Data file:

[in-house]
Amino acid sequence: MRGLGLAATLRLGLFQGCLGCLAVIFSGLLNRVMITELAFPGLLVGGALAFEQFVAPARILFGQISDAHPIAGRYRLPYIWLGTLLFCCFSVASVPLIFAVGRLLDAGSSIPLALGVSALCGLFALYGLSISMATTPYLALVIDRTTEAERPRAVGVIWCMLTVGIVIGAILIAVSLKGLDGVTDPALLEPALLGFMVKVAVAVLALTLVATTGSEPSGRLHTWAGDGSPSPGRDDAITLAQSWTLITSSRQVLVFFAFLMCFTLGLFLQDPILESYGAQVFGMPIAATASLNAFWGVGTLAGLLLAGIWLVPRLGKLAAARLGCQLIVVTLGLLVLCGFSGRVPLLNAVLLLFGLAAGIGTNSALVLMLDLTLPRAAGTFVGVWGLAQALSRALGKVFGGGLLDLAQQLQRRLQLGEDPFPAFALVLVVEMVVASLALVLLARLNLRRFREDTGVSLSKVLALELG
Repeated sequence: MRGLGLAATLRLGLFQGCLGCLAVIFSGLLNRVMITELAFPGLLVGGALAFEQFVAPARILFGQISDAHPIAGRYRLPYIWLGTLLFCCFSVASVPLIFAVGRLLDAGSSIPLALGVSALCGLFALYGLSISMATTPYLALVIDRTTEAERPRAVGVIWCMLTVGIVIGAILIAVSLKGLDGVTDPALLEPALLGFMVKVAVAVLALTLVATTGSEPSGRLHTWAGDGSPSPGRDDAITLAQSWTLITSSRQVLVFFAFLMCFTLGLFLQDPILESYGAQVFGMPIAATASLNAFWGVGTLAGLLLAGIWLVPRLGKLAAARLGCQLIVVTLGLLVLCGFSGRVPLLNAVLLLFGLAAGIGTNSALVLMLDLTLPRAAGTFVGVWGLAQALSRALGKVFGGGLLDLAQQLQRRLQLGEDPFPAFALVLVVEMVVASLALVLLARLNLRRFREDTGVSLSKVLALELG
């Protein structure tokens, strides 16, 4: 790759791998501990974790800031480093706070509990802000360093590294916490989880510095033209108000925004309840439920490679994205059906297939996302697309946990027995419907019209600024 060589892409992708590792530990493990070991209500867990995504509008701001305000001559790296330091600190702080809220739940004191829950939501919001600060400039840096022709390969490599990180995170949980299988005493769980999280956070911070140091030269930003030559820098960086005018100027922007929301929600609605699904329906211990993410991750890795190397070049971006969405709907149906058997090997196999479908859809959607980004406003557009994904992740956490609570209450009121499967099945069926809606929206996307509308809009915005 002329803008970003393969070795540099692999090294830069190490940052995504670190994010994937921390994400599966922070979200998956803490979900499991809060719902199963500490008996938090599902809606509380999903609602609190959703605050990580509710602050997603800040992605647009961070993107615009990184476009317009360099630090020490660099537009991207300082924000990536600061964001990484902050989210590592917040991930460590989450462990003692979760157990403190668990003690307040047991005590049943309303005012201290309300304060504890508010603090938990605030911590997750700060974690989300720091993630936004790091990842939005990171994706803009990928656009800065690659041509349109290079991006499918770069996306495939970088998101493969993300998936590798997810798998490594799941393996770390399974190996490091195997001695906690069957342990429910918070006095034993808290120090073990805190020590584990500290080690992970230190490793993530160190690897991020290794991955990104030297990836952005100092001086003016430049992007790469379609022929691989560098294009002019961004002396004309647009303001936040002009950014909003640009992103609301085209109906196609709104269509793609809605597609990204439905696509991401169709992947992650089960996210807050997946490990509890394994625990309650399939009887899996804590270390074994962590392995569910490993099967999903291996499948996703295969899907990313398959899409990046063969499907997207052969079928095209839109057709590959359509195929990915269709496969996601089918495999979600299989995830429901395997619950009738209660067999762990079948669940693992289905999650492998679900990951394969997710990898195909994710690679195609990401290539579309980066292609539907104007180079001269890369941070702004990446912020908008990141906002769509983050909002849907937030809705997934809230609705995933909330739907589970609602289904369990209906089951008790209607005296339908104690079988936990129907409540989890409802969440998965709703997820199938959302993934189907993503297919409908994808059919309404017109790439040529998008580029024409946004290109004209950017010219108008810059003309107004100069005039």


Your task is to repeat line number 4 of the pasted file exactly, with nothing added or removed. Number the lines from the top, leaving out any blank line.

């Protein structure tokens, strides 16, 4: 790759791998501990974790800031480093706070509990802000360093590294916490989880510095033209108000925004309840439920490679994205059906297939996302697309946990027995419907019209600024 060589892409992708590792530990493990070991209500867990995504509008701001305000001559790296330091600190702080809220739940004191829950939501919001600060400039840096022709390969490599990180995170949980299988005493769980999280956070911070140091030269930003030559820098960086005018100027922007929301929600609605699904329906211990993410991750890795190397070049971006969405709907149906058997090997196999479908859809959607980004406003557009994904992740956490609570209450009121499967099945069926809606929206996307509308809009915005 002329803008970003393969070795540099692999090294830069190490940052995504670190994010994937921390994400599966922070979200998956803490979900499991809060719902199963500490008996938090599902809606509380999903609602609190959703605050990580509710602050997603800040992605647009961070993107615009990184476009317009360099630090020490660099537009991207300082924000990536600061964001990484902050989210590592917040991930460590989450462990003692979760157990403190668990003690307040047991005590049943309303005012201290309300304060504890508010603090938990605030911590997750700060974690989300720091993630936004790091990842939005990171994706803009990928656009800065690659041509349109290079991006499918770069996306495939970088998101493969993300998936590798997810798998490594799941393996770390399974190996490091195997001695906690069957342990429910918070006095034993808290120090073990805190020590584990500290080690992970230190490793993530160190690897991020290794991955990104030297990836952005100092001086003016430049992007790469379609022929691989560098294009002019961004002396004309647009303001936040002009950014909003640009992103609301085209109906196609709104269509793609809605597609990204439905696509991401169709992947992650089960996210807050997946490990509890394994625990309650399939009887899996804590270390074994962590392995569910490993099967999903291996499948996703295969899907990313398959899409990046063969499907997207052969079928095209839109057709590959359509195929990915269709496969996601089918495999979600299989995830429901395997619950009738209660067999762990079948669940693992289905999650492998679900990951394969997710990898195909994710690679195609990401290539579309980066292609539907104007180079001269890369941070702004990446912020908008990141906002769509983050909002849907937030809705997934809230609705995933909330739907589970609602289904369990209906089951008790209607005296339908104690079988936990129907409540989890409802969440998965709703997820199938959302993934189907993503297919409908994808059919309404017109790439040529998008580029024409946004290109004209950017010219108008810059003309107004100069005039």